Wilderness Trail’s Pat Heist to give TEDx talk in Reno next year

Published 6:23 pm Friday, December 6, 2019

It’s always interesting and entertaining to interview Dr. Pat Heist of Wilderness Trail Distillery. So, if his upcoming TEDx talk is anything like our phone interview, audiences should be in to it. 

Thursday, Heist was getting ready to jump on board a plane headed to San Francisco; California is just one of the many new markets WTD bourbon has been recently picked up in, including Washington, Nevada, Arizona, Texas, Florida, Georgia, Illinois and Ohio. We agreed to wait until he could get in range of a decent airport bloody Mary before we spoke — something interviewers always appreciate in their subjects; relaxation brings an easy conversation. 

But Heist is always straight forward about his company, his love for bourbon and the distillation process. He even confesses he’s nervous about stepping on stage in front of a live audience. 

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“Well, I’m a lecturer; a pretty seasoned one. I wouldn’t say I’m ‘intimidated,’ but I’ve been nervous over this one a little bit.” 

Who wouldn’t be. TED talks have taken over YouTube, and communities across the world. It stands for “technology, entertainment and design,” which was the type of conference the event began at in 1984. Today, the non-profit pulls in interesting, innovative speakers to give impactful, short talks on diverse topics, now in more than 100 languages. 

Heist’s talk on how climate change can affect the bourbon-making process will happen Feb. 29 at the Reno-Sparks Convention Center in Reno, Nevada, organized by the University of Reno. He’ll be on stage in an auditorium seating up to 1,700 audience members. 

TEDx events are independently run and described by many —  including TED’s creator, Chris Anderson — to be the reason TED talks have been taking over. Anderson told Forbes magazine that even though TEDx events are independently organized, it’s been the force taking the talks across the planet that has “seeded all these communities.”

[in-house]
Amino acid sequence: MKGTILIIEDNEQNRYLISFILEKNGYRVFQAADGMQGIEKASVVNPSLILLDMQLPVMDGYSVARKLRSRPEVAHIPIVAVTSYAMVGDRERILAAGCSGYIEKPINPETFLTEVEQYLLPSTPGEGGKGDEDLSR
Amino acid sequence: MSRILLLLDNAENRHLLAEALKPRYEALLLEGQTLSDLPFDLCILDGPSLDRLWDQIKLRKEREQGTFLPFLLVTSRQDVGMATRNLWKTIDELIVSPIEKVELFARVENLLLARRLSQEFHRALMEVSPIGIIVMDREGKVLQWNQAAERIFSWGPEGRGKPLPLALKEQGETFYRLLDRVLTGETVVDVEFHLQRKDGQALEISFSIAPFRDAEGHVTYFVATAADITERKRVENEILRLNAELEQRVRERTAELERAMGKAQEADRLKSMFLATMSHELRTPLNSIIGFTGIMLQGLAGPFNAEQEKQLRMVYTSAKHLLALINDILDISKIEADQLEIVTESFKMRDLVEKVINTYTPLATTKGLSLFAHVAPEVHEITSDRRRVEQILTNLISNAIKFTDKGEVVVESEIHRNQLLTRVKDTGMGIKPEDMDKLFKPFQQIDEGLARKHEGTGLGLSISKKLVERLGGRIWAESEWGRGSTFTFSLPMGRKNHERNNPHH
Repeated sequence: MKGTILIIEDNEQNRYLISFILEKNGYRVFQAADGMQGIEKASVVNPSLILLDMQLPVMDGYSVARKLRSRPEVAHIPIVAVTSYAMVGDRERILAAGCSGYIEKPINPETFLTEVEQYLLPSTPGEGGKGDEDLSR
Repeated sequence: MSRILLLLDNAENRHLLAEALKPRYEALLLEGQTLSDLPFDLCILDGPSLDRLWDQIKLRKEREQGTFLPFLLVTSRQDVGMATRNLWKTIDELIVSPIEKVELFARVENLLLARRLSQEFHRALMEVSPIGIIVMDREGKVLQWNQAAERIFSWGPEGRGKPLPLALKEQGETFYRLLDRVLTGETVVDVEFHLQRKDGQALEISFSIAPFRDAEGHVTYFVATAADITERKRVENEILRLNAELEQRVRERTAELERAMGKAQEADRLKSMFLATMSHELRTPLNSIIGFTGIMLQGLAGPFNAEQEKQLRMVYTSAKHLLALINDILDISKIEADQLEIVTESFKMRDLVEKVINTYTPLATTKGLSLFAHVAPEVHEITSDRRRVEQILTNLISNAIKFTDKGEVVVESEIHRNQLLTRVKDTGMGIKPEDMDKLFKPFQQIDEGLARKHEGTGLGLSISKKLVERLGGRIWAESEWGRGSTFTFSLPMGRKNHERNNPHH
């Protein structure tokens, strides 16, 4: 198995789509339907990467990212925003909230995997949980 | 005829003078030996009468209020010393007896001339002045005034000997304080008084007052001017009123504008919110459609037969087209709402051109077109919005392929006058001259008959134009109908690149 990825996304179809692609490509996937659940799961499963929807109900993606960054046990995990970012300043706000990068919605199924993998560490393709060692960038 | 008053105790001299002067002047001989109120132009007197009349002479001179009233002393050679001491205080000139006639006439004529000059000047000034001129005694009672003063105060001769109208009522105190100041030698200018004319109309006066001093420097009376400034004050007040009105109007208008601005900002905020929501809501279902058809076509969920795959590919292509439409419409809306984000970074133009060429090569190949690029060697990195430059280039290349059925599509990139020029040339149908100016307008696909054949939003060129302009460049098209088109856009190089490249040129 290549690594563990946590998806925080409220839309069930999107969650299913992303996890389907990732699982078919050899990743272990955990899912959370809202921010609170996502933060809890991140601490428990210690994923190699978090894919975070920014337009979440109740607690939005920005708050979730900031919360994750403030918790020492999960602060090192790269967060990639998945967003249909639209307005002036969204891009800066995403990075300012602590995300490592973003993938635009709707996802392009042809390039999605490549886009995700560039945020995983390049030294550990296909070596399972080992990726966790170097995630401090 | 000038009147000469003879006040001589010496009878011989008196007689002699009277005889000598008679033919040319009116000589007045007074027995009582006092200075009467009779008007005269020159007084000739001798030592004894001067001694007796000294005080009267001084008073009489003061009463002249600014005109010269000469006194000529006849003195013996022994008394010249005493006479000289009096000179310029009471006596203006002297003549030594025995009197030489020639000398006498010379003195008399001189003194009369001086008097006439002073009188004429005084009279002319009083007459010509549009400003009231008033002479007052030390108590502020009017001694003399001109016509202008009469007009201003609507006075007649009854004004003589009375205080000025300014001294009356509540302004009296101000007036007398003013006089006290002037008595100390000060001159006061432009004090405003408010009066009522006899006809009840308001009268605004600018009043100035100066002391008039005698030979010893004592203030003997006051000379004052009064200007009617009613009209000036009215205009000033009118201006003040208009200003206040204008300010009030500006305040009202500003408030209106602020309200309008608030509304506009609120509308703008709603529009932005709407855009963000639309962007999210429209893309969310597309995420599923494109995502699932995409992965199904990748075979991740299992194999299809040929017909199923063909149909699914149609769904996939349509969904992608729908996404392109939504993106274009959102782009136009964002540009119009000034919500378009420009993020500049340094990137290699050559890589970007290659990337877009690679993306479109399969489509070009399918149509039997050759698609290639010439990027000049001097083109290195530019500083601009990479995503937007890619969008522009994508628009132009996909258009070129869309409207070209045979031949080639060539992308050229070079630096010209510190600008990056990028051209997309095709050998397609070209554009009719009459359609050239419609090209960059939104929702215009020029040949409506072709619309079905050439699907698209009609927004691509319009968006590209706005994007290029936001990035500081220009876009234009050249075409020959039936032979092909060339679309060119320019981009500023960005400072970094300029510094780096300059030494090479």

The topic 


Yeah, he’s nervous, but Heist says he’s getting prepared. TED hooks their invited speakers up with coaches. “They want to prepare you to give the talk of a lifetime,” he says. 

As far as the topic — how climate change can affect the bourbon-making process — he says, “I’ve got the bourbon part covered, but over on the climate side …”

Don’t let him fool you, he’s no dummy. After he graduated from the University of Kentucky’s Ph.D. program in plant pathology, he began helping farmers with crop diseases, but his first job was as a medical microbiology professor at Pikeville College. 

“Microbiology, that’s my thang,” Heist says in his southern twang. “Shane (Baker, WTD co-founder and owner) is an engineer. I’m a microbiochemist, so we’ve covered all those bases.” 

It was a big leap for him, coming from plants to human diseases caused by microorganisms, but he did it. So, like any other red-blooded scholar, Heist began digging into the topic of climate change right off the bat, piecing together some good talking points; ones that don’t go too in-depth, but enough to get his point across in 10 minutes.